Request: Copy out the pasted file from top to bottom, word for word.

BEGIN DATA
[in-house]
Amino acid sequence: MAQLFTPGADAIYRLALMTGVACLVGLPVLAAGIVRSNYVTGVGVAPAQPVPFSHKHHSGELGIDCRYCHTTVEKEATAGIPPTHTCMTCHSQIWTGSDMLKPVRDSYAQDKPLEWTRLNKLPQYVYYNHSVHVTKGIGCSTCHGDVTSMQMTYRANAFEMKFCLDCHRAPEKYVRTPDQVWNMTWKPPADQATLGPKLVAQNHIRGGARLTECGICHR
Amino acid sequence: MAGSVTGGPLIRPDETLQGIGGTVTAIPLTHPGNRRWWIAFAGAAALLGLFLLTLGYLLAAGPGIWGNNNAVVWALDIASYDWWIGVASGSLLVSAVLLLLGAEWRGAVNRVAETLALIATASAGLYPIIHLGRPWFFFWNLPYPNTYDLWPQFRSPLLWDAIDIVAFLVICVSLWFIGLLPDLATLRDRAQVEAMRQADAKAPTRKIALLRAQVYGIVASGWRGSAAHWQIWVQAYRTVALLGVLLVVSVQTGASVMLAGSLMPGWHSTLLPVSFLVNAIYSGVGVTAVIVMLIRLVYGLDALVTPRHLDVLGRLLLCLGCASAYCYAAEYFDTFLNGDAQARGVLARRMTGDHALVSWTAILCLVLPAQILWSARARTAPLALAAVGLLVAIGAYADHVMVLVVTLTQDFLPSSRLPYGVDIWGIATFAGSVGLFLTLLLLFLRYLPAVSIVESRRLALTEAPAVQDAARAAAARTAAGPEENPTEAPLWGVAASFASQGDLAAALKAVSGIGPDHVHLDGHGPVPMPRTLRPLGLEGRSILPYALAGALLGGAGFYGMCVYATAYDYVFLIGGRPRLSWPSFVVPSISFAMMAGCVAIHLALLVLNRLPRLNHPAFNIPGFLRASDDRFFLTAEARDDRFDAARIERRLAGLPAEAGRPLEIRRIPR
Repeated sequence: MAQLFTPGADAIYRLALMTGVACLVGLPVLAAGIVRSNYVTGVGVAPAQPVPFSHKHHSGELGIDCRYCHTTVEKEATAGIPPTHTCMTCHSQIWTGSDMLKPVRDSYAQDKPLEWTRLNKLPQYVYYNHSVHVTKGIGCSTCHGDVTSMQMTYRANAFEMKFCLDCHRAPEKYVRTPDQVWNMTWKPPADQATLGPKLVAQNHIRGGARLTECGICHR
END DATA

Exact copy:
[in-house]
Amino acid sequence: MAQLFTPGADAIYRLALMTGVACLVGLPVLAAGIVRSNYVTGVGVAPAQPVPFSHKHHSGELGIDCRYCHTTVEKEATAGIPPTHTCMTCHSQIWTGSDMLKPVRDSYAQDKPLEWTRLNKLPQYVYYNHSVHVTKGIGCSTCHGDVTSMQMTYRANAFEMKFCLDCHRAPEKYVRTPDQVWNMTWKPPADQATLGPKLVAQNHIRGGARLTECGICHR
Amino acid sequence: MAGSVTGGPLIRPDETLQGIGGTVTAIPLTHPGNRRWWIAFAGAAALLGLFLLTLGYLLAAGPGIWGNNNAVVWALDIASYDWWIGVASGSLLVSAVLLLLGAEWRGAVNRVAETLALIATASAGLYPIIHLGRPWFFFWNLPYPNTYDLWPQFRSPLLWDAIDIVAFLVICVSLWFIGLLPDLATLRDRAQVEAMRQADAKAPTRKIALLRAQVYGIVASGWRGSAAHWQIWVQAYRTVALLGVLLVVSVQTGASVMLAGSLMPGWHSTLLPVSFLVNAIYSGVGVTAVIVMLIRLVYGLDALVTPRHLDVLGRLLLCLGCASAYCYAAEYFDTFLNGDAQARGVLARRMTGDHALVSWTAILCLVLPAQILWSARARTAPLALAAVGLLVAIGAYADHVMVLVVTLTQDFLPSSRLPYGVDIWGIATFAGSVGLFLTLLLLFLRYLPAVSIVESRRLALTEAPAVQDAARAAAARTAAGPEENPTEAPLWGVAASFASQGDLAAALKAVSGIGPDHVHLDGHGPVPMPRTLRPLGLEGRSILPYALAGALLGGAGFYGMCVYATAYDYVFLIGGRPRLSWPSFVVPSISFAMMAGCVAIHLALLVLNRLPRLNHPAFNIPGFLRASDDRFFLTAEARDDRFDAARIERRLAGLPAEAGRPLEIRRIPR
Repeated sequence: MAQLFTPGADAIYRLALMTGVACLVGLPVLAAGIVRSNYVTGVGVAPAQPVPFSHKHHSGELGIDCRYCHTTVEKEATAGIPPTHTCMTCHSQIWTGSDMLKPVRDSYAQDKPLEWTRLNKLPQYVYYNHSVHVTKGIGCSTCHGDVTSMQMTYRANAFEMKFCLDCHRAPEKYVRTPDQVWNMTWKPPADQATLGPKLVAQNHIRGGARLTECGICHR